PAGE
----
Toyota recently unveiled a new concept car at CEATEC 2012, Japan’s largest consumer electronics show. The INSECT is a single passenger EV but might better be thought of as a very capable smartphone on wheels. The concept car facilitates and integrates very practical applications such as the ability to recommend a restaurant or turn on your home air conditioning system in anticipation of your arrival. By utilizing Microsoft’s Kinect technology, facial and body movements will prompt a greeting by flashing the front lights and opening the door as you approach. Current battery technology limits this car from moving beyond a concept, but it certainly provides a great starting point for discussion about the future of consumer electronics in vehicles.
Traditionally, consumers compare power, carrying capacity and fuel efficiency within a given price range. By creating this concept, Toyota may have recognized a consumer flashpoint. As people spend more time in their cars, their need to be connected while in their vehicles will grow and the weight placed on a car’s integration of mobile devices may significantly increase. In fact, the average British motorist now spends three full years of their life driving. That is an astounding amount of time spent behind the wheel.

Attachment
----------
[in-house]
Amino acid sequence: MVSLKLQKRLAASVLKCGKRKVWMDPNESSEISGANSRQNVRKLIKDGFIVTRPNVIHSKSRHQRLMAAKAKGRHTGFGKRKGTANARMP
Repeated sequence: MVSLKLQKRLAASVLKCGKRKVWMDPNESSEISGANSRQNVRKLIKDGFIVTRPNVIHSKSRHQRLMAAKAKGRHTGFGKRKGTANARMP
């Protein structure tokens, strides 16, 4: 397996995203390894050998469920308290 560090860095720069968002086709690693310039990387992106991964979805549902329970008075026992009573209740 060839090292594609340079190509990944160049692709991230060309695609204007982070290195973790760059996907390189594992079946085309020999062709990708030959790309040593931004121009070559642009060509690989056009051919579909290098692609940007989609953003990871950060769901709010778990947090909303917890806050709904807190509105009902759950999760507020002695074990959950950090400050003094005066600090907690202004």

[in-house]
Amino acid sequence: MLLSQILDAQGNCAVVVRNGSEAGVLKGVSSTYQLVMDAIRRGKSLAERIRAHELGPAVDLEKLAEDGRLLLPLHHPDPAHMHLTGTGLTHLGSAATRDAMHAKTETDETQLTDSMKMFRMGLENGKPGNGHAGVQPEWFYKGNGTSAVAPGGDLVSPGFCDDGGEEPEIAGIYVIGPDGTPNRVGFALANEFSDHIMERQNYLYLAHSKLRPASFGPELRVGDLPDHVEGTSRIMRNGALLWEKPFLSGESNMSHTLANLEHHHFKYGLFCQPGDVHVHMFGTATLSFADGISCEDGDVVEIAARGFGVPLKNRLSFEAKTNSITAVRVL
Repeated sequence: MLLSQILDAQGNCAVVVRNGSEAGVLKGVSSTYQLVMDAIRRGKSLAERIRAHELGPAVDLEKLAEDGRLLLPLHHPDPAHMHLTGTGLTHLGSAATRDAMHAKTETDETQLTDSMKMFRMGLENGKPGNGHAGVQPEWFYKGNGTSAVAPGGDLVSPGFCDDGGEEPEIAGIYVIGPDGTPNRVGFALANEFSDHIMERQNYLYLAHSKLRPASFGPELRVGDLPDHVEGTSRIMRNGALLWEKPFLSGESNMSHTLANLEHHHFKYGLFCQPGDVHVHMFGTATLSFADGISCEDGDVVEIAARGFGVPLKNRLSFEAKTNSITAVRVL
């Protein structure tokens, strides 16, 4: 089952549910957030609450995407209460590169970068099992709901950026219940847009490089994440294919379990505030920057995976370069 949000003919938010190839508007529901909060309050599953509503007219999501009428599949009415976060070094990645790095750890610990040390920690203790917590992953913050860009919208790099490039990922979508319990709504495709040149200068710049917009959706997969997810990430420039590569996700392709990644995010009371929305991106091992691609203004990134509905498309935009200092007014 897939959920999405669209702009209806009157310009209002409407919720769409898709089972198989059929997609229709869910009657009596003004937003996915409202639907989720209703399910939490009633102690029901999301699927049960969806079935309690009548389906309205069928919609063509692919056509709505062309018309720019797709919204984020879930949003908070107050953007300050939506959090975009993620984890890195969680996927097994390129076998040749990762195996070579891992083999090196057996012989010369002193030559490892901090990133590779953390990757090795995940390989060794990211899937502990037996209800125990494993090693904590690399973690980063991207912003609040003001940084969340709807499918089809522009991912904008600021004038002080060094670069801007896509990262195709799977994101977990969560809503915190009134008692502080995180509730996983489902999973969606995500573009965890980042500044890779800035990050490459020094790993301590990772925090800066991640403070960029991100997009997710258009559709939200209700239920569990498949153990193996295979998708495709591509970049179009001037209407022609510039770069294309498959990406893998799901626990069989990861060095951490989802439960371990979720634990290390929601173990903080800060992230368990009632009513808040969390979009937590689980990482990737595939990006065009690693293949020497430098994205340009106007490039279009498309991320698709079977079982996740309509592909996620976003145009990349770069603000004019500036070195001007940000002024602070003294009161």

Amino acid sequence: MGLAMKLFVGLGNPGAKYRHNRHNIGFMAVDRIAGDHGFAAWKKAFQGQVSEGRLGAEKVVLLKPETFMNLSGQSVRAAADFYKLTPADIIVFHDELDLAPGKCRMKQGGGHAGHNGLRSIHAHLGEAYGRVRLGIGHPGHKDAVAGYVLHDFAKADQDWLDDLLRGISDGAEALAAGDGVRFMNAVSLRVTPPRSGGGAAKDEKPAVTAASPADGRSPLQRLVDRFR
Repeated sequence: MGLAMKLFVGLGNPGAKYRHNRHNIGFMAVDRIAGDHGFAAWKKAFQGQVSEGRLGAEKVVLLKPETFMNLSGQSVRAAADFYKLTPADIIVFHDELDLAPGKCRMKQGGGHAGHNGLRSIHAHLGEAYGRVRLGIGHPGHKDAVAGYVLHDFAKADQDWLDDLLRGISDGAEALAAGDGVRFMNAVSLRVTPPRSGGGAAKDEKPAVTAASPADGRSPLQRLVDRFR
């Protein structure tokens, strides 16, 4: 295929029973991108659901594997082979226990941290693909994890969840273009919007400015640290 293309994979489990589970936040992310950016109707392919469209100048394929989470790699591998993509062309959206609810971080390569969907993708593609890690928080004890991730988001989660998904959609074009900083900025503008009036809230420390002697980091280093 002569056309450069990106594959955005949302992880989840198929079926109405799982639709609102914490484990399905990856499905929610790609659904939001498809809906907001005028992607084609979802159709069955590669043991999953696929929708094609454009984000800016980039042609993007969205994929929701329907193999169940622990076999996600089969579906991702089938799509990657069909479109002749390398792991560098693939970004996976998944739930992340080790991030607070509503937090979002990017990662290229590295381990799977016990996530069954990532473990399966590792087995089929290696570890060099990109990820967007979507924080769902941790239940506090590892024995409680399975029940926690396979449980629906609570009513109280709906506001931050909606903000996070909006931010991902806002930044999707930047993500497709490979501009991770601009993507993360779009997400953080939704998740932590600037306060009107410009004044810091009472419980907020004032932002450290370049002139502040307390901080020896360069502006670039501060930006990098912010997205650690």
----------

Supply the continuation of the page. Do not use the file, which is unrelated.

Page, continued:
By 2016, it is predicted that roughly 50 percent of new vehicles sold globally will be connected to the internet. There are of course a number of challenges to consider.
- Currently there is no single industry standard system for integrating mobile devices into a vehicle.
- Should manufacturers strive for internet in the car or car in the internet by integrating the car into the cloud?
- How can consumer electronics be incorporated ergonomically and without compromising driver safety?
Learn about these and other issues at the 6th International Conference on Consumer Electronics 4 Vehicles, 28-30 January in Stuttgart, Germany.
For more information about Toyota’s INSECT click here
Will Hornick is the Managing Editor of Automotive IQ
An intensive introductional training to seating comfort, user demands and ergonomics
With CO2 emission reduction at the forefront of everybody’s mind, weight reduction remains seat development’s most important driver – and inhibitor; customers’ demands for comfort, flexibility and safety must of course not be restricted. The challenge across all industries is to minimise seat weight but at the same time optimise seat ergonomics and create a great seating experience.
The Seating Comfort Seminars will take place in Munich, Hamburg and Cologne.
More information is available on the IQPC Seminar Seating Comfort website (click link).